You have to find creative ways to create pathways that get people in the door. Once folks are here, part of the real challenge is then building a truly inclusive community. Everyone needs to have a sense of belonging. We have to be intentional about creating opportunities for people to experience, to engage in dialogue across difference.
SD: Empowering faculty to be real partners in building inclusive community has been an effort for us. If we’re really going to make progress on inclusion as a priority, it really has to be something that everyone accepts as a priority in their work. So, there was a change to the evaluation criteria to promote or grant tenure to faculty. Part of this is the idea that if you really want to prioritize something, you have to link it to the campus’ evaluation systems. Otherwise, it’s an empty priority because it has no real consequences. It was made an explicit piece of the evaluation process to recognize the work that someone is doing in making their classrooms more inclusive. The work that someone is doing to help advance the college’s priorities for diversity, equity and inclusion. The idea is that this is something we’re asking people to do as an extra thing, but it’s becoming an expectation.
Our faculty have also organized what’s called the Kenyon Equity Institute. It’s a week-long intensive exploration of issues of racial bias, inequity and social justice, very much with the idea that folks are being vulnerable and understanding of their own privilege with respect to these issues. But also with the idea of what they can do to be better actors and allies within the campus community. Again, the notion is that this is work that matters not just in the classroom, but in the everyday interactions that folks have on campus.
SD: I often frame it as a gap between where we are now and where our aspirations are. We want to continually make that gap smaller, which both means that we always need to keep our aspirations in mind, and know which direction we’re heading and know that we’re moving in that direction. But it also means that we have to recognize that there are still going to be things that we don’t like about our current environment. There are things that are going to be difficult incidents on campus. In fact, paradoxically, the more honest and open we are about confronting some of these issues, the more difficult incidents we may have.
I’ve had this conversation with some leaders on campus. How do we know if we’re actually making progress on building belonging? One of the contradictory things is that, actually, we may have more difficult conversations. One of the things that’s a measure of progress is that people don’t let those things go unspoken anymore. They’re actually willing to confront problems or issues out in the open, where six or seven years ago, they might have been willing to just let it slide. As we move closer to our aspirations, one of our challenges is that the work actually does get harder. Some of the things that are difficult about living in the moment actually do get more difficult the closer to our aspirations we get.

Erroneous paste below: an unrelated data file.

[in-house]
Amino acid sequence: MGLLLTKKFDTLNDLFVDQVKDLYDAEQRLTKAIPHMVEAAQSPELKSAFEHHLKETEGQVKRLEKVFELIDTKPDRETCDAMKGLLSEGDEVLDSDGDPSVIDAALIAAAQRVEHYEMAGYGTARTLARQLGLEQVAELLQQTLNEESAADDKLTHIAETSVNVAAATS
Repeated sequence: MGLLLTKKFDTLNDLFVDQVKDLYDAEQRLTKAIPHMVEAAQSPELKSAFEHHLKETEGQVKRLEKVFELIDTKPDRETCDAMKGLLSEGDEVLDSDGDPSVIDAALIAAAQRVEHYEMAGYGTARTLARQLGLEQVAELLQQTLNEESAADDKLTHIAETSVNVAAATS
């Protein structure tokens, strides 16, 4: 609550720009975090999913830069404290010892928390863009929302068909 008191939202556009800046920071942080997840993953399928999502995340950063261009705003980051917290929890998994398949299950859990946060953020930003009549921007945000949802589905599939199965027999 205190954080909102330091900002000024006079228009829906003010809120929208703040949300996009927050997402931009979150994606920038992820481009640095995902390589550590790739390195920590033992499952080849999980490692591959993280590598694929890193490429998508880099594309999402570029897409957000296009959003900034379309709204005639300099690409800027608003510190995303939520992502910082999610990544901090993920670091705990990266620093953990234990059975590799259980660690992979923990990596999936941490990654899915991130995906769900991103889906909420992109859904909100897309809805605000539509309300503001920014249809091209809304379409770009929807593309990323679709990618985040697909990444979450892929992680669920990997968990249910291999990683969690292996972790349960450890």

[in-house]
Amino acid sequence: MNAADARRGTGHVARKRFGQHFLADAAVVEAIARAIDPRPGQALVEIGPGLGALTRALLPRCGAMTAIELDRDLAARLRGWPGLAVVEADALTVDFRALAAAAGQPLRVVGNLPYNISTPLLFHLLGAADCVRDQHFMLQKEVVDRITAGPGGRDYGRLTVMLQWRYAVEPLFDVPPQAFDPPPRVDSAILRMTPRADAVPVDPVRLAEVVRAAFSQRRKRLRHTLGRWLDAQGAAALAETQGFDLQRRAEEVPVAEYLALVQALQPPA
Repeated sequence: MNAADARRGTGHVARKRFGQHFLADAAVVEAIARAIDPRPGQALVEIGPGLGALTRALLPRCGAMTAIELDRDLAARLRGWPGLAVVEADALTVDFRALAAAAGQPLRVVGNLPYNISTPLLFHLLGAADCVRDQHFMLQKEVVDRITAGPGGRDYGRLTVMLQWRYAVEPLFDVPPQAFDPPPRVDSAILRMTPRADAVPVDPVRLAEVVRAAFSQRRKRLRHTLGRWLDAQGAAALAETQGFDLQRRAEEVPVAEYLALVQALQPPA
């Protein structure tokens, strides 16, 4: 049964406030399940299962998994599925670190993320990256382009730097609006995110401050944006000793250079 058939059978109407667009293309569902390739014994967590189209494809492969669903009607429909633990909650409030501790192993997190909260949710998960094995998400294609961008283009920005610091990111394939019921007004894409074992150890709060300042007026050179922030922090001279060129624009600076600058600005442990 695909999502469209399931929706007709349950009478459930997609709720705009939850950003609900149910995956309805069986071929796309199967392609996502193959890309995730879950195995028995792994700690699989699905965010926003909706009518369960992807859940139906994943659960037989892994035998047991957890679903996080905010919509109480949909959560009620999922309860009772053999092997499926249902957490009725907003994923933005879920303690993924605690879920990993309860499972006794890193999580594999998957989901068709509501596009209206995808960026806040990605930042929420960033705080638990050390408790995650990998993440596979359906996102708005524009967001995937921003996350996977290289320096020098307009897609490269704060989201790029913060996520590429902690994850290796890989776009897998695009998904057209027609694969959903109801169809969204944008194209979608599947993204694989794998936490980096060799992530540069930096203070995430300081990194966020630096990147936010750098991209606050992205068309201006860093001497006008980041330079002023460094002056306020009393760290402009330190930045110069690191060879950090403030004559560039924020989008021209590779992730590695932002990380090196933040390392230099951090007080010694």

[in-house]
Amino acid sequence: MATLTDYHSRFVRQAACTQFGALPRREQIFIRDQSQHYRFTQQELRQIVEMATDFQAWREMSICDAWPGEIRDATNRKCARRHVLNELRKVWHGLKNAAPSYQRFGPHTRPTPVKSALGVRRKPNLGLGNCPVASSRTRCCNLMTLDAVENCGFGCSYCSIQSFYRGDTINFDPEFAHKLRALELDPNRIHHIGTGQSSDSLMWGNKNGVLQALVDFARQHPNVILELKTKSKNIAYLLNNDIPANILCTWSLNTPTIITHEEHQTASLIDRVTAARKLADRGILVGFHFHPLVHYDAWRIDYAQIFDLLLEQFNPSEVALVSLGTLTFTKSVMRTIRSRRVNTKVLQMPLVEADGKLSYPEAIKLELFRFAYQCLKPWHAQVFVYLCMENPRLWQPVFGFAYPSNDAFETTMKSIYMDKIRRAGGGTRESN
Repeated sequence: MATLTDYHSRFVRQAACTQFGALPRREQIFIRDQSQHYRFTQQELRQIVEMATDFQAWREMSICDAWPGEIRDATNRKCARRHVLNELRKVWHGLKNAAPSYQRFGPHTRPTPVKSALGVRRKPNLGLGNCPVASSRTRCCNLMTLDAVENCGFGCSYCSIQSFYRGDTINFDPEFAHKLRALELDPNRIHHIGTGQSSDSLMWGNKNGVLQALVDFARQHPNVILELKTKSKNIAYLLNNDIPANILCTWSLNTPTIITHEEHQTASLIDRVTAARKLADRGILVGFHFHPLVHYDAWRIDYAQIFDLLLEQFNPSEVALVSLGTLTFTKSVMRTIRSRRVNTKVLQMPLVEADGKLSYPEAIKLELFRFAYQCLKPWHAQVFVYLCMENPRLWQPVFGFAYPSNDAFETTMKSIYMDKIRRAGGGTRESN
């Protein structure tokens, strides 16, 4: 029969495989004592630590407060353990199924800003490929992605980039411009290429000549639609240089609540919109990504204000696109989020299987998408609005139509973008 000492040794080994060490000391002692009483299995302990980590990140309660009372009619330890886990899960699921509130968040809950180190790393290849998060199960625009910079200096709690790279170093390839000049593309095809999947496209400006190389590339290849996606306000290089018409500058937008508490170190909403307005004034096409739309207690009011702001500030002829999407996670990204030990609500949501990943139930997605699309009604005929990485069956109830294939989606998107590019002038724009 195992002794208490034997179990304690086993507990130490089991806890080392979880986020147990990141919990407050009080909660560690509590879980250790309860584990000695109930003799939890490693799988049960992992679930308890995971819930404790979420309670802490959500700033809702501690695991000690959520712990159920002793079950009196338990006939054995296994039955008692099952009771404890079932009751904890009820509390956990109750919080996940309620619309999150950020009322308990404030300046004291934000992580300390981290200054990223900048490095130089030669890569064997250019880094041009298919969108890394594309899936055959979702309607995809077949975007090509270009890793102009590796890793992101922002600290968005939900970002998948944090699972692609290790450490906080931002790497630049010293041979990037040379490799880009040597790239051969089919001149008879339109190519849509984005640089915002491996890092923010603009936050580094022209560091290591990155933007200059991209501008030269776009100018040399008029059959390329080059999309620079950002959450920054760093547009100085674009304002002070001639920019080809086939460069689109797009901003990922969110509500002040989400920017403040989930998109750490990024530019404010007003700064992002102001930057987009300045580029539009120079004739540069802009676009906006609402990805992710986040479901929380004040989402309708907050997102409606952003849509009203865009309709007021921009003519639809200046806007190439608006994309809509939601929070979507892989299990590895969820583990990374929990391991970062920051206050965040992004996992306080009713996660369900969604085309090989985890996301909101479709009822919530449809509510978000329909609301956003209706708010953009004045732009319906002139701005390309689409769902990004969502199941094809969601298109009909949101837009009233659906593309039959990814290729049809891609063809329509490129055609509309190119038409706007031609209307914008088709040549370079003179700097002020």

SD: There are some ways in which our students are just terrific at taking on issues that are important to them. I’m always deeply appreciative of the care, thought and engagement that students have with problems we’re collectively trying to solve.
Where things get more difficult is how it impacts their day-to-day lives. This is one of the challenges of being a very small campus and community. Everyone has to live together. There’s a natural desire for folks to try to find common ground and to get along. But that sometimes means setting aside things that are difficult issues to work out among each other, just in the spirit of figuring out how to navigate and move forward.
Developing that skillset to engage in disagreement, while actually still feel like you are getting along is something we need to work on. Our students are great at advocating collectively on things they see as important for the student community. But they struggle a little bit more with advocating within the student community for things that they’d either like to see changed or just in places where there are disagreements among different groups of students.
SD: One thing that I hope, both from a policy standpoint, and as something that those of us in higher education can do a better job at articulating, is that we don’t clearly spell out the broad diversity of higher education institutions in the U.S. And spelling that out in a way that also understands and values the different roles that different institutions play.
One of the strengths of higher education in the U.S. is that we have excellent institutions that do the work that two-year colleges are doing, that do the work that R1 research institutions are doing, that do work like Kenyon and small private colleges are doing. So, being able to recognize and honor that diversity, yet also recognize the differences between institutions is important. We can improve in the way that we honor those distinctions and celebrate and recognize the unique roles that different types of institutions play.
This interview was edited for length and clarity.
Listen to the full interview here.